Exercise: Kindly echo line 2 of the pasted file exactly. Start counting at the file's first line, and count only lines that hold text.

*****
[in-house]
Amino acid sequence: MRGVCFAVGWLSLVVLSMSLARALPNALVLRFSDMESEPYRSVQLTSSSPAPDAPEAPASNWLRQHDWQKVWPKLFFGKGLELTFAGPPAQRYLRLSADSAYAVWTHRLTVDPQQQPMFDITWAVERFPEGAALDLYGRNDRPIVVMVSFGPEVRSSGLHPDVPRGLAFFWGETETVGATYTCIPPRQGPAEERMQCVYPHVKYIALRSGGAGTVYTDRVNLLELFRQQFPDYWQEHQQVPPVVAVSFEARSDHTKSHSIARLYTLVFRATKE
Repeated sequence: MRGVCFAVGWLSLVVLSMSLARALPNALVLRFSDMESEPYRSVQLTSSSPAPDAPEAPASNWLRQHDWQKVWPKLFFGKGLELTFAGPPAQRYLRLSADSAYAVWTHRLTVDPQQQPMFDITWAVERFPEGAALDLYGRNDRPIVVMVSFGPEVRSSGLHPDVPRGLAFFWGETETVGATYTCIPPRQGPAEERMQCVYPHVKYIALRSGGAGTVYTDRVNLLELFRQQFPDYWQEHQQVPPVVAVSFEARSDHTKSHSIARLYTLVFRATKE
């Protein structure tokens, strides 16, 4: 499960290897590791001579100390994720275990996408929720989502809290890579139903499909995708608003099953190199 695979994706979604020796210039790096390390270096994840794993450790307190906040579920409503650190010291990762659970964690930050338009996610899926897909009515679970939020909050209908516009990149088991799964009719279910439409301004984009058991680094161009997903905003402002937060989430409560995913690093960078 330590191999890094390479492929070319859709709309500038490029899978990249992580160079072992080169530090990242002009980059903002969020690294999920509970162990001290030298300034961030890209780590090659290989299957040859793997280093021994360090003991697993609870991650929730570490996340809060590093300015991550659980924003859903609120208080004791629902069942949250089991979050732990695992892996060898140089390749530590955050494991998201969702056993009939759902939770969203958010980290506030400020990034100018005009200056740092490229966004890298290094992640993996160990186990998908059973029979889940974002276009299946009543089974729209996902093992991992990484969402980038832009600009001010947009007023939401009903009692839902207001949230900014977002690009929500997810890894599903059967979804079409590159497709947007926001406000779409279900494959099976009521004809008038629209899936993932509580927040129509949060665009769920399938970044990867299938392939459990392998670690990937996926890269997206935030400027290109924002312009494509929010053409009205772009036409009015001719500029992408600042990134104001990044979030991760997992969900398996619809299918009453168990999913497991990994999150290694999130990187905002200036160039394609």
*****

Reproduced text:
Amino acid sequence: MRGVCFAVGWLSLVVLSMSLARALPNALVLRFSDMESEPYRSVQLTSSSPAPDAPEAPASNWLRQHDWQKVWPKLFFGKGLELTFAGPPAQRYLRLSADSAYAVWTHRLTVDPQQQPMFDITWAVERFPEGAALDLYGRNDRPIVVMVSFGPEVRSSGLHPDVPRGLAFFWGETETVGATYTCIPPRQGPAEERMQCVYPHVKYIALRSGGAGTVYTDRVNLLELFRQQFPDYWQEHQQVPPVVAVSFEARSDHTKSHSIARLYTLVFRATKE